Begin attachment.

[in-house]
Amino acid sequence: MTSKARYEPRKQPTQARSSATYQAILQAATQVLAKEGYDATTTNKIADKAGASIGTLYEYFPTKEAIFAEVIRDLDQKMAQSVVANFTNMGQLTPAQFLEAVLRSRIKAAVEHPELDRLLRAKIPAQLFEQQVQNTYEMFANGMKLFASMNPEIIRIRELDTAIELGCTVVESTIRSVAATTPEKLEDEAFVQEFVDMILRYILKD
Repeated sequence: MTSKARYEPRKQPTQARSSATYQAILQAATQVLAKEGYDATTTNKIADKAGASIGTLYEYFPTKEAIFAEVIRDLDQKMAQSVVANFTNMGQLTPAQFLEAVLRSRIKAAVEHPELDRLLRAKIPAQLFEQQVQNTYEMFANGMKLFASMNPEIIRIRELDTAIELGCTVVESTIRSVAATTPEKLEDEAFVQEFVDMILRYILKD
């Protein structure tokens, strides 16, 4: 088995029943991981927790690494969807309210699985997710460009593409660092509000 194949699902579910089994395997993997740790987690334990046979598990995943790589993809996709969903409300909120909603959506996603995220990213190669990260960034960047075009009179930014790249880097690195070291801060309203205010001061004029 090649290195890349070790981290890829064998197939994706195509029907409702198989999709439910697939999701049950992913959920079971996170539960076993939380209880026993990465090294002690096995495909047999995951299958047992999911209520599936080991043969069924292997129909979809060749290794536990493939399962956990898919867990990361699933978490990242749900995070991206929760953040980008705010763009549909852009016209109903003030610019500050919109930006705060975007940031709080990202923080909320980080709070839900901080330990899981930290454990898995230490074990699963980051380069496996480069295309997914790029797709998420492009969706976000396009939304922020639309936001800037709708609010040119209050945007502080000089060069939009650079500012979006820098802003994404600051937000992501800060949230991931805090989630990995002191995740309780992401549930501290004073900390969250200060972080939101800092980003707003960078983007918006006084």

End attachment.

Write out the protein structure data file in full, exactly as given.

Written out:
[in-house]
Amino acid sequence: MTSKARYEPRKQPTQARSSATYQAILQAATQVLAKEGYDATTTNKIADKAGASIGTLYEYFPTKEAIFAEVIRDLDQKMAQSVVANFTNMGQLTPAQFLEAVLRSRIKAAVEHPELDRLLRAKIPAQLFEQQVQNTYEMFANGMKLFASMNPEIIRIRELDTAIELGCTVVESTIRSVAATTPEKLEDEAFVQEFVDMILRYILKD
Repeated sequence: MTSKARYEPRKQPTQARSSATYQAILQAATQVLAKEGYDATTTNKIADKAGASIGTLYEYFPTKEAIFAEVIRDLDQKMAQSVVANFTNMGQLTPAQFLEAVLRSRIKAAVEHPELDRLLRAKIPAQLFEQQVQNTYEMFANGMKLFASMNPEIIRIRELDTAIELGCTVVESTIRSVAATTPEKLEDEAFVQEFVDMILRYILKD
């Protein structure tokens, strides 16, 4: 088995029943991981927790690494969807309210699985997710460009593409660092509000 194949699902579910089994395997993997740790987690334990046979598990995943790589993809996709969903409300909120909603959506996603995220990213190669990260960034960047075009009179930014790249880097690195070291801060309203205010001061004029 090649290195890349070790981290890829064998197939994706195509029907409702198989999709439910697939999701049950992913959920079971996170539960076993939380209880026993990465090294002690096995495909047999995951299958047992999911209520599936080991043969069924292997129909979809060749290794536990493939399962956990898919867990990361699933978490990242749900995070991206929760953040980008705010763009549909852009016209109903003030610019500050919109930006705060975007940031709080990202923080909320980080709070839900901080330990899981930290454990898995230490074990699963980051380069496996480069295309997914790029797709998420492009969706976000396009939304922020639309936001800037709708609010040119209050945007502080000089060069939009650079500012979006820098802003994404600051937000992501800060949230991931805090989630990995002191995740309780992401549930501290004073900390969250200060972080939101800092980003707003960078983007918006006084």